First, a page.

They complain of mysterious, creepy symptoms: bugs — or some form of infestation — crawling beneath their skin, sometimes burrowing to the surface, leaving odd specks and colored filaments in their wake.
They have flocked to websites to share details of their malady, which they call Morgellons disease; they have charged the medical community with ignoring their plight and have strong-armed the government into studying it.
They go from doctor to doctor, carrying specimens in Ziploc bags and on glass slides, desperate to find a physical cause.
Now a Mayo Clinic study reviewing samples provided by 108 such patients, published Monday in the Archives of Dermatology, has concluded that the perceived infestation exists only in their minds.
Although one patient who consulted dermatologists for Morgellons was found to have pubic lice, microscopic examination showed that none of the remaining 107 patients — who were seen over a seven-year period ending in 2007 — had any evidence of infestation by bugs or parasites, despite their firm conviction that they did.
Instead, the authors concluded, the rashes, eruptions and skin ulcerations patients suffered were either mundane skin conditions that gave rise to delusions of infestation, or the result of sufferers scratching or picking at their skin to make it go away.
And the fibers and filaments so often described and offered as evidence of infestation were, upon microscopic examination, skin flakes, scabs, hair, lint, textile fiber and everyday debris.
Two fruit flies, which do not colonize the human body, were found, as well as one mite and one tick.
The review of patients’ records from the Mayo Clinic is the first major study to conclude that a seeming outbreak of subcutaneous creepy-crawlies is not evidence of a new pathogen abroad in the land: rather, patients suffering such symptoms more likely have a psychological disorder long described in dermatological literature as “delusional parasitosis.”
“This study is important for patients,” the authors wrote. “Patients frequently believe that physicians are dismissive of their concerns and are not examining their skin closely enough, and therefore patients request that more testing be performed. This showed that biopsy results do not change a physician’s clinical diagnosis of delusional infestation.”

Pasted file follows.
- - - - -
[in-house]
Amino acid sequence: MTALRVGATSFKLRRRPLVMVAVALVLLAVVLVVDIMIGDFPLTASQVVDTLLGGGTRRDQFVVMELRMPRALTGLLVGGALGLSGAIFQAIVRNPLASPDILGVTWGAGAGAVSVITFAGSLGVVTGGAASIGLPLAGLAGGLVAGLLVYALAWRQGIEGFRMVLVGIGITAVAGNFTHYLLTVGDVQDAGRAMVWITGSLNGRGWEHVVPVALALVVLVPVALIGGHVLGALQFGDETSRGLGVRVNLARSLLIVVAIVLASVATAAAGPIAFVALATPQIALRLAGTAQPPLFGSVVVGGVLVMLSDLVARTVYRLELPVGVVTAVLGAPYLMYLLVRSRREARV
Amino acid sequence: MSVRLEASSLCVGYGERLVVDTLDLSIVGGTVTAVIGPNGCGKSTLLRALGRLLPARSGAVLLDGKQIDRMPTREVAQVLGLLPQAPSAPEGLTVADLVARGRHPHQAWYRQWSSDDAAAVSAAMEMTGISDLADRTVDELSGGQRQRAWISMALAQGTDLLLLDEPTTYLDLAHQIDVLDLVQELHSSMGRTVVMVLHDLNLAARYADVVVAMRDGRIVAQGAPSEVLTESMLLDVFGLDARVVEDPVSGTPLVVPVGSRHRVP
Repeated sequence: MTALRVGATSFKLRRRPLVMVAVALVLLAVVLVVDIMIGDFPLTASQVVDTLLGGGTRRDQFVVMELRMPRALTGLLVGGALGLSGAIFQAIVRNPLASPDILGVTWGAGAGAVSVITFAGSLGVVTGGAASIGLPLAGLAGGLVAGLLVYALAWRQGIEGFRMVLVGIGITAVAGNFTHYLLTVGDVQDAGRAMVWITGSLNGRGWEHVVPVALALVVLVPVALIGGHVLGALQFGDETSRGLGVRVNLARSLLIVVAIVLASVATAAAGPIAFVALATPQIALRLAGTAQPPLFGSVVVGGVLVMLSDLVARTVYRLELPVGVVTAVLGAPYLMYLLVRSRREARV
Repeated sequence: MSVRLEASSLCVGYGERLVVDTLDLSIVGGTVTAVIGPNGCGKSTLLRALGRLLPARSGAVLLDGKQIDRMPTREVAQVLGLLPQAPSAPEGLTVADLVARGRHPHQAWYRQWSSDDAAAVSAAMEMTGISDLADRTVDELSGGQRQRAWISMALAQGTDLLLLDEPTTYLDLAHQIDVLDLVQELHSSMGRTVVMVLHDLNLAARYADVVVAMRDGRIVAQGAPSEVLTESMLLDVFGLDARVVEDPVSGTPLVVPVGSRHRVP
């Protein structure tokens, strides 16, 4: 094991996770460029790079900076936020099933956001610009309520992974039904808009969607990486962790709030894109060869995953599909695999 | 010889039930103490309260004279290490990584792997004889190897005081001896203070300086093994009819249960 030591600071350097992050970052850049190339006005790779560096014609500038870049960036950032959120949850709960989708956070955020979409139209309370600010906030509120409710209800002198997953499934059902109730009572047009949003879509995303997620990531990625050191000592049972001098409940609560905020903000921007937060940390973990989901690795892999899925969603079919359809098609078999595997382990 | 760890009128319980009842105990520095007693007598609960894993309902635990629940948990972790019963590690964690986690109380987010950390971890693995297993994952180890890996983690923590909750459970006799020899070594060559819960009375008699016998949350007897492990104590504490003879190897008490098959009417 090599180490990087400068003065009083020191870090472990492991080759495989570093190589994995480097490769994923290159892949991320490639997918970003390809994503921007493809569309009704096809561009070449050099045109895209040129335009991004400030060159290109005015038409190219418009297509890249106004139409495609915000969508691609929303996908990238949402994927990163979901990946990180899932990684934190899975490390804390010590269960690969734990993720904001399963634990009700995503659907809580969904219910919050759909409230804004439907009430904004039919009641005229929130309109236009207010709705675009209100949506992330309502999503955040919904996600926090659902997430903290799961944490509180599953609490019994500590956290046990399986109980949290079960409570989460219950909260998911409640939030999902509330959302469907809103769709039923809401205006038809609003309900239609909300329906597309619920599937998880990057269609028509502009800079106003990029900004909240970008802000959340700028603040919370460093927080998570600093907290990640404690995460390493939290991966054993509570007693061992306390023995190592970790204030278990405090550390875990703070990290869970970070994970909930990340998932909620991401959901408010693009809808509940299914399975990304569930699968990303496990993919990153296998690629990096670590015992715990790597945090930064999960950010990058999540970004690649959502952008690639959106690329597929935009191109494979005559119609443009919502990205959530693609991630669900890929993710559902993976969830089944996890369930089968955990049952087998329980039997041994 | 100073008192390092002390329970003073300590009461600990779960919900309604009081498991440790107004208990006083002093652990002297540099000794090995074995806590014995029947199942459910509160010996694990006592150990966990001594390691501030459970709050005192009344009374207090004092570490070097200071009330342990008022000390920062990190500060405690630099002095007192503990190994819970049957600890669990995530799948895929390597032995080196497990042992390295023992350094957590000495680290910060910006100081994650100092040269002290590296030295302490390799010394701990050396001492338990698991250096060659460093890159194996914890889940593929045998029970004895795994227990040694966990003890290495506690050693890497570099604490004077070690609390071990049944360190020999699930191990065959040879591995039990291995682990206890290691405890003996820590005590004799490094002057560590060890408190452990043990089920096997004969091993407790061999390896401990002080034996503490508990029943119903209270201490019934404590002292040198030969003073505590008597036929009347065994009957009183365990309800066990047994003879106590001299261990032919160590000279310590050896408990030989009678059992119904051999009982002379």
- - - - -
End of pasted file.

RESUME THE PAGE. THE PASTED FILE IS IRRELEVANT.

Results of another, three-year study, undertaken by the Centers for Disease Control and Prevention and Kaiser Permanente of Northern California, are slated for release in the next few months. That study was launched in January 2008 after patients and a small group of medical professionals led by an organization called the Morgellons Research Foundation advocated for a full-scale government investigation of their symptoms.
The CDC and Kaiser scientists conducted skin biopsies, physical and psychiatric evaluations of sufferers and microscopic analysis of samples. The findings are now under review by independent experts.
“We recognize it has taken time, and people and their families are suffering, but at same time, it’s important to release these findings appropriately and to ensure their scientific integrity,” said CDC spokeswoman Lola Russell.
The Mayo Clinic findings are certain to be bitter medicine for patients who identify themselves as sufferers of Morgellons disease. The Internet is home to a growing community of patients certain that their symptoms are evidence of a new and very real disorder. Study lead author Dr. Mark D.P. Davis, a Mayo Clinic dermatologist, said he doubted the study would convince such patients that their disease originates in their brains and not under their skin.
“They feel you’re still missing something even if you’ve gone the extra mile,” Davis said.
Several board members and a spokesperson for the Morgellons Research Foundation could not be reached for comment.
Dr. Noah Craft, a dermatologist at Harbor-UCLA Medical Center, praised the Mayo work as “the best study done to date” on the bizarre constellation of symptoms called Morgellons. He commended the Mayo researchers “for putting in the effort to understand a disease that’s becoming more and more important in our culture today.”
At the same time, Craft cautioned that dermatologists and primary-care physicians who see patients with similar complaints should not automatically conclude, based on the study, that they are all delusional.
“Infrequently, we do find real bugs. So everybody gets their due diligence,” he said. And, he added, taking a patient’s complaints seriously will often help him or her take the next step in cases where a physical cause of their agony cannot be found.
“I have a growing numbers of patients who respond really well to medicines that treat the brain,” he said. “I know it’s frustrating, but I often encourage them to try it if we can’t get to a diagnosis.”